Thanksgiving in America has some uniquely American words to describe the events and the symbols that made the holiday famous. Sure, you sit down around the table to eat your turkey and cranberry sauce, but you might not be aware of the original meanings of some of these Thanksgiving traditions. Below are seven words that are intimately connected to the holiday. Enjoy!
A cornucopia is a symbol of plenty, which has been around since ancient Greece. The basket is in the shape of a goat’s horn and is filled to the point of overflowing with flowers, fruits, corn, and sometimes drink. It’s a representation of the bounty of food we share at Thanksgiving with friends and family.
You either love them, or you hate them. Giblets are the offal of a bird: the heart, liver, and other organ meats. These are removed from the bird before roasting it, but are often used as the basis of gravy or soup. They may be seen as unappetizing, but if you think about the message of the cornucopia — a horn of plenty — it reminds us to use every part of the animal in order to feed the people we love.
Massasoit, or Ousamequin, was the name of the leader of the Wampanoag tribe who interacted with the settlers in Plymouth at the first Thanksgiving . Massasoit means “Great Sachem” — sachem is the name for leader in the language of the Wampanoag tribe. It’s important to remember that Thanksgiving was not just about the settlers, but about the people who lived on the land originally.
A wishbone is a fork-shaped bone found in the clavicle of birds. There is a tradition at Thanksgiving that two people pull on either side of the wishbone. Whoever gets the larger part of the bone when it breaks gets a wish granted! It’s a fun tradition and brings people together in friendly competition — a good thing to have at Thanksgiving.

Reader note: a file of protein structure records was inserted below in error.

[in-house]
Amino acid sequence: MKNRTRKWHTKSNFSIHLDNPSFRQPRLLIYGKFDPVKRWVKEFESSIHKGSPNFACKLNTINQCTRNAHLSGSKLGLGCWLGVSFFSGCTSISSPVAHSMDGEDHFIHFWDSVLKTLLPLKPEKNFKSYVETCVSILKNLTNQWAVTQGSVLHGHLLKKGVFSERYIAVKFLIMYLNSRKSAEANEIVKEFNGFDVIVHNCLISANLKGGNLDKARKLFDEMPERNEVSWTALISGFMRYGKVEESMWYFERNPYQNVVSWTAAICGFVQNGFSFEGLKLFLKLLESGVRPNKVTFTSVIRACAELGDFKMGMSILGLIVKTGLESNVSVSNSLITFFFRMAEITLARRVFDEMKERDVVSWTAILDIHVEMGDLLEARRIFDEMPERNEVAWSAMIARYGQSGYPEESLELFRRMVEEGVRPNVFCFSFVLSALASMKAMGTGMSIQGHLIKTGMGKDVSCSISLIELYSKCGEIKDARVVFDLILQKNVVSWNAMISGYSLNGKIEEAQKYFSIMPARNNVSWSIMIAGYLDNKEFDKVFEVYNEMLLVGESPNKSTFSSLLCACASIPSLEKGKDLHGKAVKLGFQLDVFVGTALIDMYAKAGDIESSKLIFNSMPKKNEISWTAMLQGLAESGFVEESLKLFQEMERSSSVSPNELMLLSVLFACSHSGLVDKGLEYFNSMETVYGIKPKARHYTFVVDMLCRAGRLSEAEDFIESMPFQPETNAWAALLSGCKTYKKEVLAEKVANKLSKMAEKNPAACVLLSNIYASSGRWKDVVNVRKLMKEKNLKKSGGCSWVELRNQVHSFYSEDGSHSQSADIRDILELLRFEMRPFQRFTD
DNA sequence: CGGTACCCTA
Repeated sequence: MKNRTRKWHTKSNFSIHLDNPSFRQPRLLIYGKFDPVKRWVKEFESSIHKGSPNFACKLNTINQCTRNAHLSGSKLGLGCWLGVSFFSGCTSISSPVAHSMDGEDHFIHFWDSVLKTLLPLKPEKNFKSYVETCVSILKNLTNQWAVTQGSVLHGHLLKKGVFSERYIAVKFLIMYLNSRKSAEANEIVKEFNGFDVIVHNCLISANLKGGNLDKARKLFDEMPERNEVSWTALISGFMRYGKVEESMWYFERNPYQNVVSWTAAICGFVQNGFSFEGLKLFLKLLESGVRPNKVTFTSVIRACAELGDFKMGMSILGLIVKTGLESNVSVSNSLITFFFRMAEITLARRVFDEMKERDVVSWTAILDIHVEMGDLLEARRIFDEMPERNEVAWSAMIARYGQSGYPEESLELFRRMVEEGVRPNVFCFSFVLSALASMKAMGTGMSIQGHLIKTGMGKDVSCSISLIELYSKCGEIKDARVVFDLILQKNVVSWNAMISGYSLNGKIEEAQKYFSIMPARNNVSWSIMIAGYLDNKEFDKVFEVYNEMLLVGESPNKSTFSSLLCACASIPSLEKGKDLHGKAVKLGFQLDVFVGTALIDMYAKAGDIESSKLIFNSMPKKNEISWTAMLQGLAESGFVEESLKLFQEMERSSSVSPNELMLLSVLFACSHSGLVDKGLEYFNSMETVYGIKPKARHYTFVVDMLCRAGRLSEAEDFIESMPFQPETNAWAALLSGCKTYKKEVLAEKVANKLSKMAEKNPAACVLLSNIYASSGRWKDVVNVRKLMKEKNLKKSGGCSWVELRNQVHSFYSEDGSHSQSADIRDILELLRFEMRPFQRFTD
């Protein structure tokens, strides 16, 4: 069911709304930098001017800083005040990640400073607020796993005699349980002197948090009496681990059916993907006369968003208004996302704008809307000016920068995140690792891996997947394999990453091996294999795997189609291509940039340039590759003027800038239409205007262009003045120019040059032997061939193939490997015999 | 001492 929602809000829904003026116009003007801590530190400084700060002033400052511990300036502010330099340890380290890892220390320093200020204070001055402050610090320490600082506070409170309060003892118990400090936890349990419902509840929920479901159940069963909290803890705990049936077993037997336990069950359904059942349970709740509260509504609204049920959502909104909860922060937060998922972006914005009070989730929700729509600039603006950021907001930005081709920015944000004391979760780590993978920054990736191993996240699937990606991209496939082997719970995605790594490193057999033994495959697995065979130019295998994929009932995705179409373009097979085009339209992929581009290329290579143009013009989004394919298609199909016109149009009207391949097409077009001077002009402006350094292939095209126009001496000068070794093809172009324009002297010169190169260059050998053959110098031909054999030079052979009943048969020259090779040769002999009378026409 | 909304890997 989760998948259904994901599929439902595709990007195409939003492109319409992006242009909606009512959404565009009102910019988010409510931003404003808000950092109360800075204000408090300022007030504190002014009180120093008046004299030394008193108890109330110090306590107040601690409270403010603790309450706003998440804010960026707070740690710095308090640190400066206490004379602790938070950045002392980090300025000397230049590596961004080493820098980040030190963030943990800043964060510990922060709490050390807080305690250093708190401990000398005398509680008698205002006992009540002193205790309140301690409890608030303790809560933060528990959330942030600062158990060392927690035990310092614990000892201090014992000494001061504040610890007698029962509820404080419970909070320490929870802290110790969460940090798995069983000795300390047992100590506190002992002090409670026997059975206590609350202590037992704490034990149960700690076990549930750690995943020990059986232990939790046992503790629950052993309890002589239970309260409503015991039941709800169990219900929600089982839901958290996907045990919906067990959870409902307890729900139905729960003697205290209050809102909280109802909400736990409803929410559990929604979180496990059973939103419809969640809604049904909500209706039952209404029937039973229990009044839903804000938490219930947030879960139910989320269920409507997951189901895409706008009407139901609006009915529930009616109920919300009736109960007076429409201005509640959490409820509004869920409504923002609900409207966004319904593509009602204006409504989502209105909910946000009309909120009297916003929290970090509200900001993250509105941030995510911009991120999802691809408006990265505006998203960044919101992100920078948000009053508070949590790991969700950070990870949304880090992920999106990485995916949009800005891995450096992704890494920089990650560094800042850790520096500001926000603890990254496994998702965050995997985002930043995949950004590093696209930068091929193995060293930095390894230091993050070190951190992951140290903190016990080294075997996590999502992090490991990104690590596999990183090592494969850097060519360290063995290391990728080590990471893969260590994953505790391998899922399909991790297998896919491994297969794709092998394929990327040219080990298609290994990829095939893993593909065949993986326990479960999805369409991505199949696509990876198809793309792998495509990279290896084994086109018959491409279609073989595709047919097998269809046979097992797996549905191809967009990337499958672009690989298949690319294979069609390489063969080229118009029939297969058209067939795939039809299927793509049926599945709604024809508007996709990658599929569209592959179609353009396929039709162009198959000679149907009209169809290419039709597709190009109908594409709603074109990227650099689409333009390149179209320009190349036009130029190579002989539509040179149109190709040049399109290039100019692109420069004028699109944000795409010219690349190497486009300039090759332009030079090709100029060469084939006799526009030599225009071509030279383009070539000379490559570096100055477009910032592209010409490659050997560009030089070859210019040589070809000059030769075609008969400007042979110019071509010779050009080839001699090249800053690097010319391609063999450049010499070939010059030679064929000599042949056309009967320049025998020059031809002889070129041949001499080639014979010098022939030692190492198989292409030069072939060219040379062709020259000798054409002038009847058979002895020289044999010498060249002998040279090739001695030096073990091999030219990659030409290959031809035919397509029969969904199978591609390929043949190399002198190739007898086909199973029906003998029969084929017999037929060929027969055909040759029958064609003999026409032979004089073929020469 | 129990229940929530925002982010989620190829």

Gobble is an onomatopoeia: a word that represents a sound. In this case, gobble represents the sound a live turkey makes. Before supermarkets, you would start your holiday prep with a live bird. Here’s a fun Thanksgiving prank — wake up sleepyheads in time to help with the cooking by using a turkey gobbler (found with hunting supplies) as an alarm clock.
Maize is the strain of corn native to the Americas that was one of the foodstuffs served to the settlers by the Wampanoag. Colorful variations of maize are still included in Thanksgiving cornucopias. It reminds us that the food at the first Thanksgiving was different, but still delicious, and brought people together.
Tisquantum (or, as he is more commonly called, Squanto) was the liaison between the Native Americans and the settlers around the time of the first Thanksgiving. Tisquantum worked as a diplomat between the communities and showed the settlers how to farm crops that were better suited to the New England climate. Tisquantum was vitally important to the Thanksgiving as we know it today; it’s just as vital to know who he was.